Movie clip reconstructed by an AI reading mice’s brains as they watch

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Movie clip reconstructed by an AI reading mice's brains as they watch


A mouse’s brain activity may give some indication into what it is seeing

EPFL/Hillary Sancutary/Alain Herzog/Allen Institute/Roddy Grieves

A black-and-white movie has been extracted almost perfectly from the brain signals of mice using an artificial intelligence tool.

Mackenzie Mathis at the Swiss Federal Institute of Technology Lausanne and her colleagues examined brain activity data from around 50 mice while they watched a 30-second movie clip nine times. The researchers then trained an AI to link this data to the 600-frame clip, in which a man runs to a car and opens its trunk.

The data was previously collected by other researchers who inserted metal probes, which record electrical pulses from neurons, into the mice’s primary visual cortexes, the area of the brain involved in processing visual information. Some brain activity data was also collected by imaging the mice’s brains using a microscope.

Next, Mathis and her team tested the ability of their trained AI to predict the order of frames within the clip using brain activity data that was collected from the mice as they watched the movie for the tenth time.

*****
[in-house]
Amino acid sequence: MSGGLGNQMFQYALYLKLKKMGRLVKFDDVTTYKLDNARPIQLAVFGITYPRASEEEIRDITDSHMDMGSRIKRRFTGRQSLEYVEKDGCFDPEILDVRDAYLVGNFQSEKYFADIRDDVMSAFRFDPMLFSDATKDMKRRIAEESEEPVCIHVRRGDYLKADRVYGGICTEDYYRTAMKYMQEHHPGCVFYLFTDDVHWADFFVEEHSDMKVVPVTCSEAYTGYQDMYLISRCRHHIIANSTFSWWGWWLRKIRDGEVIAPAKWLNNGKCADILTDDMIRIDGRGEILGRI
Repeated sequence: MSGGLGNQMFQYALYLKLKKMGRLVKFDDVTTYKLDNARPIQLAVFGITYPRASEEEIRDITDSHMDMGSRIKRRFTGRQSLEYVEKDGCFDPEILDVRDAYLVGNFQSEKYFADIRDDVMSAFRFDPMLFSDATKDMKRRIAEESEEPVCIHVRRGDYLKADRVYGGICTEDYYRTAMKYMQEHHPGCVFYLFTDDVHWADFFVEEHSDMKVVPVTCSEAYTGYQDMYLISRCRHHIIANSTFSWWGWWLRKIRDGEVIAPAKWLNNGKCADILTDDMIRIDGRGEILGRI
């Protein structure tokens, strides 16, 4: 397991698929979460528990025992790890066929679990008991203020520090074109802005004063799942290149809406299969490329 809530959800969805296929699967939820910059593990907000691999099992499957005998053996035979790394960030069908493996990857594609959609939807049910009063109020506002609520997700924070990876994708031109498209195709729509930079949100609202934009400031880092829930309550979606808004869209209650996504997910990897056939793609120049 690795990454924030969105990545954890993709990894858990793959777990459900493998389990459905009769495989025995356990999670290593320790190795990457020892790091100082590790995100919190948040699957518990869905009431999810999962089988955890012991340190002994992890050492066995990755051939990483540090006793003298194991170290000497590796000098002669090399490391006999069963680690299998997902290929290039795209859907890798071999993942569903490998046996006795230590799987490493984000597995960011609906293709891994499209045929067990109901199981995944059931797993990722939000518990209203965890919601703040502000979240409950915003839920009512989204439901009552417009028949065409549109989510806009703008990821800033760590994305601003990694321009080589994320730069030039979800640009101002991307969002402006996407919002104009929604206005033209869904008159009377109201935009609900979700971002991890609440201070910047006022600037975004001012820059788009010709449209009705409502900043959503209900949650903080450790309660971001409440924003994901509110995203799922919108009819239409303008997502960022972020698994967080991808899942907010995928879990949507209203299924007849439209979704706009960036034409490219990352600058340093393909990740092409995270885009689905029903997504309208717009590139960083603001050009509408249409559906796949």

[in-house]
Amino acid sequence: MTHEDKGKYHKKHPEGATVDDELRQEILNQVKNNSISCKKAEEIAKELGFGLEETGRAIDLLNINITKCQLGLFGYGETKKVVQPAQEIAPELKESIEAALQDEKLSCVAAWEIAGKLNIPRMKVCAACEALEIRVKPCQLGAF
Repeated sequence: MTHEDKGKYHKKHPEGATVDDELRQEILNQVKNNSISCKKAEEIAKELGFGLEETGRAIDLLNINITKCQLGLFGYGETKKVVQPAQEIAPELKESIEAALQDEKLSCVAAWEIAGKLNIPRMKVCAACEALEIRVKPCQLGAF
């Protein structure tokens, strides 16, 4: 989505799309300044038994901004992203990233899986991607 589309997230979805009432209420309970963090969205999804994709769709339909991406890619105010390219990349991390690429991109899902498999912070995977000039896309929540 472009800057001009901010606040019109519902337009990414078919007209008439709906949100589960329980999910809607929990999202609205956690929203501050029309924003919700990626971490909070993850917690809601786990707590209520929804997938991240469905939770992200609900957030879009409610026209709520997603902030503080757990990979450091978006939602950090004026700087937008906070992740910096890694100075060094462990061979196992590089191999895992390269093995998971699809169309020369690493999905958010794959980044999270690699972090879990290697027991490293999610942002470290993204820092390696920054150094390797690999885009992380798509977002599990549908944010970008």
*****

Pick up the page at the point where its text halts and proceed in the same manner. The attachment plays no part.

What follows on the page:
This revealed that the AI could predict the correct frame within one second 95 per cent of the time.

Other AI tools that are designed to reconstruct images from brain signals work better when they are trained on brain data from the individual mouse they are making predictions for.

To test whether this applied to their AI, the researchers trained it on brain data from individual mice. It then predicted the movie frames being watched with an accuracy of between 50 and 75 per cent.

“Training the AI on data from multiple animals actually makes the predictions more robust, so you don’t need to train the AI on data from specific individuals for it to work for them,” says Mathis.

By revealing links between brain activity patterns and visual inputs, the tool could eventually reveal ways to generate visual sensations in people who are visually impaired, says Mathis.

“You can imagine a scenario where you might actually want to help someone who is visually impaired see the world in interesting ways by playing in neural activity that would give them that sensation of vision,” she says.

This advance could be a useful tool for understanding the neural codes that underlie our behaviour and it should be applicable to human data, says Shinji Nishimoto at Osaka University, Japan.

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